Stay at home measures – can employees travel to work?
On Monday the government announced stricter measures in an attempt to tackle the ongoing coronavirus pandemic. In his address to the nation, Boris Johnson said people will only be able to allowed to leave their homes for limited purposes, including shopping for necessities, exercise (once a day), medical needs and “travelling to and from work, but only where this is absolutely necessary and cannot be done from home”.
This created some confusion as it was unclear from this announcement whether it was the travel to work or work itself which needed to be “absolutely necessary”.
It is now clear employees can travel to work if they cannot work from home, regardless of whether or not their work is deemed “essential”. In its more detailed guidance, the government stated that individuals were permitted to leave home when “travelling to and from work, but only where this absolutely cannot be done from home”.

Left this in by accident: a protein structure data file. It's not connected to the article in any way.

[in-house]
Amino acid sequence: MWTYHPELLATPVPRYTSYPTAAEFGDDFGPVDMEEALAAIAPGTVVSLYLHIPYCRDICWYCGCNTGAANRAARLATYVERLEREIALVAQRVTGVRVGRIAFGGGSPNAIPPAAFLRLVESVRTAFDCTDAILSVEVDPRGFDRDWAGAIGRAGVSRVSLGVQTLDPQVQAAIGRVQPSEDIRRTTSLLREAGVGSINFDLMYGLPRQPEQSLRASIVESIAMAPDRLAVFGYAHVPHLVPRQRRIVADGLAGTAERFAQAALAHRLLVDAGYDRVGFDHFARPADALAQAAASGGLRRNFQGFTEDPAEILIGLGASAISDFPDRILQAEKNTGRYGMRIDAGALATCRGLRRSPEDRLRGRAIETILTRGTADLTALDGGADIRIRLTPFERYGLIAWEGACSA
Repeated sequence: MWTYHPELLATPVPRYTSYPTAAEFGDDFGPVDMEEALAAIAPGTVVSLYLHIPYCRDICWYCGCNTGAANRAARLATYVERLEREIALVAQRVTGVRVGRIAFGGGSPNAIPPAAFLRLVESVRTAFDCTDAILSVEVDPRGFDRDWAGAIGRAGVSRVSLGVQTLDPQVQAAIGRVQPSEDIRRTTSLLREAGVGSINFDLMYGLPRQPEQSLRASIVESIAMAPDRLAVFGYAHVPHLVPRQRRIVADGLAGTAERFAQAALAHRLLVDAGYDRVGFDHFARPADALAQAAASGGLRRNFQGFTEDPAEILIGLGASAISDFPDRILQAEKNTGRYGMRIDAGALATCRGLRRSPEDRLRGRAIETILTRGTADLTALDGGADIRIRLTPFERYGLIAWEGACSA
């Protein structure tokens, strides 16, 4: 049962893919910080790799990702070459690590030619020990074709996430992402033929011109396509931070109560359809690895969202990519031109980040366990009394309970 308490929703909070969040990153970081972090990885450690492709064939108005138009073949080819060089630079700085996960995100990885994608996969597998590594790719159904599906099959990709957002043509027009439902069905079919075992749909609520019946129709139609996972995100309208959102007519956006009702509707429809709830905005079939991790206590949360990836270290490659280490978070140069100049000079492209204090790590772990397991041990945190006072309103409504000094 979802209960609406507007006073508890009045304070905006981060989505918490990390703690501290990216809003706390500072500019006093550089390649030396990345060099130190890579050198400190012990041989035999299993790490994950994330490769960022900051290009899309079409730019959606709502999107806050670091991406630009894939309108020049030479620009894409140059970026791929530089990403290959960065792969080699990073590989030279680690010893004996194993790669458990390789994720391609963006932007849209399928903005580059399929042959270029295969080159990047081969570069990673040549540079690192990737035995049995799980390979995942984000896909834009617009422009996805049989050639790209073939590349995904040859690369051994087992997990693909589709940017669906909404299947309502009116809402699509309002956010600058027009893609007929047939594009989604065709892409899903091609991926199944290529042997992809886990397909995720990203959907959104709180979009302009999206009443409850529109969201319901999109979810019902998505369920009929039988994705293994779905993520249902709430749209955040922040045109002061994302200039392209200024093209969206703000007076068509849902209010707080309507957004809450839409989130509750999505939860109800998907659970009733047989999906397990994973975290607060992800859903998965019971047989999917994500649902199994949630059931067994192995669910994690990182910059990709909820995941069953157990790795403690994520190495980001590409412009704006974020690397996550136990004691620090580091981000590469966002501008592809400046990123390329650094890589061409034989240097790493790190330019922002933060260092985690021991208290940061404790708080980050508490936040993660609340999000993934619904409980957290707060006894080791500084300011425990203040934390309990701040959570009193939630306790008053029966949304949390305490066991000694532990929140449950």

In a press conference yesterday, the Secretary of State for Health and Social Care, Matt Hancock, confirmed that those who cannot work from home should go to work “to keep the country running”. He said that, on the whole, employers are being sensible and supportive, and that in many cases it was possible for the workplace to be organised in compliance with the social distancing rules. He gave the example of construction workers, confirming that this work can continue as long as workers can remain two metres apart at all times.
This approach has not been without criticism, with some questioning the logic of encouraging construction sites and factories producing non-essential items to remain open. It may therefore be that this position is revisited over the coming days or weeks.
For those with employees who cannot work from home, employers should be mindful of their general health and safety obligations towards their staff when deciding whether to require them to attend the workplace. In particular, they should consider whether they are able to provide a safe working environment which is compliant with the government’s general guidance on social distancing and hand washing. They should also make clear to staff what steps they are taking to support staff work safely and have systems in place for employees to raise concerns about their work environment.
Find all our Covid-19 related advice here.
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